Description

    BACKGROUND
  • [0001]
    The present invention relates generally to medical devices and more particularly to stents and a method of delivering the stents to dilate narrowed portions of a lumen.
  • [0002]
    Stents are widely used in the medical profession for various intraluminal procedures. One common procedure involving the use of a stent relates to dilation of a stenosed region, which is a narrowing of a body lumen. For example, strictures or occlusions that develop in the upper common bile duct and/or the left and right hepatic ducts can interfere with the proper drainage of those ducts. Accordingly, biliary stents are often used to maintain the patency of the biliary tree or common bile duct.
  • [0003]
    Self-expanding metallic stents having a polymeric covering are widely used today. The metallic stent provides sufficient radial force against the stenosed region and the polymeric covering disposed along the metallic stent prevents cancerous tissue from growing into the interstices of the metallic stent. Accordingly, covered metallic stents are widely favored in many areas of the body. For example, it may be advantageous to use covered metallic stents in the biliary, duodenal, colonic regions.
  • [0004]
    The delivery of such covered metallic stents is achieved with a conventional introducer, which includes an outer sheath coaxially disposed over an inner sheath. Proximal retraction of the outer sheath relative to the inner sheath enables the covered metallic stent to self-expand against the stricture.
  • [0005]
    Limited introducer space may prevent delivery of a metallic stent having a covering. The limited introducer space may be due to the relatively small diameter of the working channel of an endoscope or introducer through which the introducer must be inserted during delivery. As an example, the working channel of a typical therapeutic duodenoscope cannot exceed about 4.2 mm in diameter. The largest introducer which can be inserted into such a working channel is about 10 Fr. As a result, a covered metallic stent would not fit into such a working channel and therefore could not be used to treat a stricture located in the duodenal region. Accordingly, the benefits of a covered metal stent may not be realized in the duodenal region.
  • [0006]
    There is an unmet need for overcoming the space limitations currently associated with delivering covered metal stents to various regions of the body. Although the inventions described below may be useful for delivering a covered metal stent, the claimed inventions may also solve other problems as well.
  • SUMMARY
  • [0007]
    The invention may include any of the following aspects in various combinations and may also include any other aspect described below in the written description or in the attached drawings.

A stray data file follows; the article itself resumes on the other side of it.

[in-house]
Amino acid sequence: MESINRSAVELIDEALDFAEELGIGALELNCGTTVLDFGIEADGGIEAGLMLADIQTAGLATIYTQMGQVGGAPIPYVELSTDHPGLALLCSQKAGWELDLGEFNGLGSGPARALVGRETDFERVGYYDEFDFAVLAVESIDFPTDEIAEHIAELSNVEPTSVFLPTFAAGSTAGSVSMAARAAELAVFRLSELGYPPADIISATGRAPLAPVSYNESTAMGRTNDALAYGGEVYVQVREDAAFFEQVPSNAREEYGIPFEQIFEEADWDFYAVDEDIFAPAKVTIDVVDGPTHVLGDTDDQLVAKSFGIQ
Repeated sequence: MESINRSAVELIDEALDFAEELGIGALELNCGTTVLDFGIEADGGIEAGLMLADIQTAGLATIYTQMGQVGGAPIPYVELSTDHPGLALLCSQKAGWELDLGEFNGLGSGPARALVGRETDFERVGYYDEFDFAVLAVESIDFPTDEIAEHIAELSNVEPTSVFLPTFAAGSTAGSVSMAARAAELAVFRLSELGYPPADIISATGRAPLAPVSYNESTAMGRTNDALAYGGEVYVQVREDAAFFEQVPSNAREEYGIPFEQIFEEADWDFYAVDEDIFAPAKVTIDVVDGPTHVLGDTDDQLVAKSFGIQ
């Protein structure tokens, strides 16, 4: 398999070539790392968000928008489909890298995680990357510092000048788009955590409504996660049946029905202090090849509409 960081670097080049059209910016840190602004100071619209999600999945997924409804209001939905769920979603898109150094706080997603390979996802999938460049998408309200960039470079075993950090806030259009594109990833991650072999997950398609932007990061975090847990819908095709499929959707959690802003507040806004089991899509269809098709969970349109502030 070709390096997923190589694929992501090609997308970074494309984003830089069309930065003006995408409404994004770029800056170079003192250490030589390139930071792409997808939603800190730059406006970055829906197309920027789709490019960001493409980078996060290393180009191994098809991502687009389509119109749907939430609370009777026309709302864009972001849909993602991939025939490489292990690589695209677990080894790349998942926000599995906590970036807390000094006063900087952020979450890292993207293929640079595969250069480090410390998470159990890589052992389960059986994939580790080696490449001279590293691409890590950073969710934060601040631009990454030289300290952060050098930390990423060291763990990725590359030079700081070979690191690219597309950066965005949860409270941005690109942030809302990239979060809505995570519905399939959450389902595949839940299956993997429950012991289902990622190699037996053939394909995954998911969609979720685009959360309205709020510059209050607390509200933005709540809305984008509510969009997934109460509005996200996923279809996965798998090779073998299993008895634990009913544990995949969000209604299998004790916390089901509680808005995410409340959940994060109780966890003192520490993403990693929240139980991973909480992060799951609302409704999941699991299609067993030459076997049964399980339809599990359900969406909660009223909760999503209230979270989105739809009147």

• [0008]
    In a first aspect, a delivery system is provided comprising an outer sheath, a sleeve member disposed within the outer sheath, a metallic stent disposed within the outer sheath proximal of the sleeve member, wherein the sleeve member is configured to be deployed within a body lumen and further wherein the metallic stent is configured to be deployed within the sleeve member.
  • [0009]
    In a second aspect, a two-stage delivery method for deploying a dilation device is provided. The dilation device comprises a sleeve member and a metallic stent, the sleeve member disposed within an outer sheath, a metallic stent disposed within the outer sheath proximal of the sleeve member and between a pusher member and the outer sheath, the metallic stent disposed on the pusher member. The dilation device is advanced to a target site. The outer sheath is proximally retracted relative to the pusher member so as to expose the sleeve member. The sleeve member is expanded from a folded configuration to a radially expanded configuration within the target site. The next step involves simultaneously advancing the second metal stent, the pusher member and the outer sheath so as to position the second metal stent within the sleeve member. The outer sheath is retracted relative to the pusher member to expose and deploy the metallic stent within the sleeve member.
  • BRIEF DESCRIPTION OF SEVERAL VIEWS OF THE DRAWINGS
  • [0010]
    The embodiments are described with reference to the drawings in which like elements are referred to by like numerals. The relationship and functioning of the various elements of the embodiments are better understood by the following detailed description. However, the embodiments as described below are by way of example only, and the invention is not limited to the embodiments illustrated in the drawings. It should also be understood that the drawings are not to scale and in certain instances details have been omitted, which are not necessary for an understanding of the embodiments, such as conventional details of fabrication and assembly.
  • [0011]